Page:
Another story today got more traction than the protests. The clamor over the Paycheck Protection Program (PPP) is growing, as it appears much of the money went to large corporations rather than the small businesses it was supposed to help. A company based in California has already filed a class-action lawsuit against the Wells Fargo bank charging it with prioritizing businesses applying for large amounts rather than processing them on a first-come, first-served basis, as the government established was the correct procedure.

Restaurant and hotel chains did particularly well in the program, and Shake Shack, which is worth more than $1.5 billion, is returning the $10 million it received. Its founder and CEO both said they had no idea the program would run out of money and understood why people were upset. “If this act were written for small businesses,” they wrote in an online letter, “how is it possible that so many independent restaurants whose employees needed just as much help were unable to receive funding?”

Although it was money not allocated through the PPP, almost $8.7 million in federal aid for coronavirus relief will go to Harvard despite its $40 billion endowment. Harvard says its endowment is largely restricted in the way it can be used, and that the coronavirus has caused “substantial costs” to colleges and universities.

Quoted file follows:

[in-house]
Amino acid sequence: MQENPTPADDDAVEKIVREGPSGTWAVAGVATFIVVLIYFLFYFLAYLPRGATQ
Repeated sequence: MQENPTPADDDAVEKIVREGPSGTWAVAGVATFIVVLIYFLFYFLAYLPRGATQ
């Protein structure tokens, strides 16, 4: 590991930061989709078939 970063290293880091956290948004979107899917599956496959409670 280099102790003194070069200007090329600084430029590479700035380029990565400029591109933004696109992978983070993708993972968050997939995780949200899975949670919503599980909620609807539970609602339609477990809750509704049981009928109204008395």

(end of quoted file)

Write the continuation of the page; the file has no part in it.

Taken together, these stories of the coronavirus relief package reinforce that people think Trump’s government is protecting the wealthy at the expense of ordinary Americans. The letter from the heads of Shake Shack shows a keen sense of which way the wind is blowing.

A third big story was the dramatic collapse of the price of oil. The worldwide economic shutdown has killed the demand for oil, while a production war between Saudi Arabia and Russia has flooded the market. Today, briefly, the price of oil futures went into the negative numbers, an astonishing and unprecedented event that bodes ill in the short term for the U.S. economy. Although the oil markets have been almost entirely outside of Trump’s control, this price crash reflected badly on him because he had publicized as a personal victory an April 12 agreement between Russia and Saudi Arabia, along with other oil producing nations, that was supposed to prop up the price of oil and save American jobs.

Obviously, it did neither, but I thought of Hoover and his wilting flowers when Bob McNally, the head of the Rapidan Energy Group, tweeted that nothing like this price collapse has ever happened before, not even in the Depression or the early years of the Civil War, the lowest points for petroleum before this. Since the first commercial oil well in the United States was drilled in 1859, and the Civil War began in 1861, it seems a bit of a stretch to hang that crisis around Trump’s neck.